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The Company prohibits sexual harassment of its employees and applicants for employment by any employee, non-employee or applicant. Such conduct may result in disciplinary action up to and including discharge. This policy covers all employees. The Company will not tolerate, condone or allow sexual harassment, whether engaged in by fellow employees, supervisors, associates, clients or other non-employees who conduct business with the Company.

Sexual harassment is any behavior that includes unwelcome sexual advances and other verbal or physical conduct of a sexual nature when:

• submission to, or rejection of, such conduct is used as the basis for promotions or other employment decisions;

• the conduct unreasonably interferes with an individual's job performance or creates an intimidating, hostile or offensive work environment.

Widget, Inc. employees are entitled to work in an environment free from sexual harassment and a hostile or offensive working environment. We recognize sexual harassment as unlawful discrimination, just as conduct that belittles or demeans any individual on the basis of race, religion, national origin, sexual preference, age, disability, or other similar characteristics or circumstances.

No manager or supervisor shall threaten or imply that an employee's refusal to submit to sexual advances will adversely affect that person's employment, compensation, advancement, assigned duties, or any other term or condition of employment or career development. Sexual joking, lewd pictures and any conduct that tends to make employees of one gender "sex objects" are prohibited.

Employees who have complaints of sexual harassment should (and are encouraged to) report such complaints to their supervisor. If this person is the cause of the offending conduct, the employee may report this matter directly to [specify various officials, (e.g., Director of Human Resources, designated Vice Presidents, President, etc.]. Your complaint will be promptly and thoroughly investigated. Confidentiality of reports and investigations of sexual harassment will be maintained to the greatest extent possible. Any manager, supervisor, or employee who, after appropriate investigation, is found to have engaged in sexual harassment of another employee or tutor will be subject to disciplinary action, up to and including discharge.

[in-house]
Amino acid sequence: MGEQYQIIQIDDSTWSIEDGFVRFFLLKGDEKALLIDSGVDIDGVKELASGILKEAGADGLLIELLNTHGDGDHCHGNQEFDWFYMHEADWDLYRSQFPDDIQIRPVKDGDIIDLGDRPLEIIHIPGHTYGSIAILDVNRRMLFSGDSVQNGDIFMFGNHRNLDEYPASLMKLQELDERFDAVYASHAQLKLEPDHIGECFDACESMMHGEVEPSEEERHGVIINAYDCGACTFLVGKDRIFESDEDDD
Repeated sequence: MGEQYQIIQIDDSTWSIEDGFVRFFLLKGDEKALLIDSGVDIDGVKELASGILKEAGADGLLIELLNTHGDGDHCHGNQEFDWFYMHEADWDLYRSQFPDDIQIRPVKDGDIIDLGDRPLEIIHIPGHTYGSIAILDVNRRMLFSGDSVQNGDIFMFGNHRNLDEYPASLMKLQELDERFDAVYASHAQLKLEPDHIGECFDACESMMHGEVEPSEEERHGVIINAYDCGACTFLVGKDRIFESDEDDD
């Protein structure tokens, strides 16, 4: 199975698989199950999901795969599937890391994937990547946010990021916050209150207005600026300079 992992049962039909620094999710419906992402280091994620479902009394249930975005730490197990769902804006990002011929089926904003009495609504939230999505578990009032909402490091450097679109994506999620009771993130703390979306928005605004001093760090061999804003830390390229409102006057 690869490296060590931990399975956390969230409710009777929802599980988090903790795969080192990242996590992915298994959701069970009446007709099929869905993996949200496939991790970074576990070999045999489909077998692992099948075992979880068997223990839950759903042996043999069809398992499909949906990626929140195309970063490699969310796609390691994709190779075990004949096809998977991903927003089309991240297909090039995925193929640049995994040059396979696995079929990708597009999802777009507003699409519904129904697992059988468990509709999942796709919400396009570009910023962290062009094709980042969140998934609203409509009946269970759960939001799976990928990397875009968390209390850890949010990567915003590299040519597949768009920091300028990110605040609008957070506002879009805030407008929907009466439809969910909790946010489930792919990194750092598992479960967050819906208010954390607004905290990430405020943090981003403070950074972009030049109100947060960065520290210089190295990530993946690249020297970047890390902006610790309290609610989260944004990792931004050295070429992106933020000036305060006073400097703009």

If any party directly involved in a sexual harassment investigation is dissatisfied with the outcome or resolution, that individual has the right to appeal the decision. The dissatisfied party should submit his or her written comments to [specify official (e.g., Director of Human Resources)].

The Company will not in any way retaliate against any individual who makes a report of sexual harassment nor permit any employee to do so. Retaliation is a serious violation of this sexual harassment policy and should be reported immediately. Any person found to have retaliated against another individual for reporting sexual harassment will be subject to appropriate disciplinary action, up to and including termination.
It is imperative that employers establish and maintain a strong policy prohibiting sexual harassment. Under the recent United States Supreme Court decisions in Burlington Industries, Inc. v. Ellerth and Faragher v. City of Boca Raton an employer may successfully defend against a supervisor’s sexual harassment if it can demonstrate that:

(i) it exercised reasonable care to prevent and promptly correct the harassing conduct; and

(ii) the employee unreasonably failed to take advantage of preventative or corrective opportunities.

Obviously, to establish the second prong of the defense, the employer must prove that the complaining employee knew of preventative or corrective opportunities, such as a complaint procedure contained in anti-harassment policy. Generally, the employee manual is the main vehicle by which the employer disseminates its anti-harassment policy, and, therefore, an employee manual that does not contain a sexual harassment policies does an employer a disservice.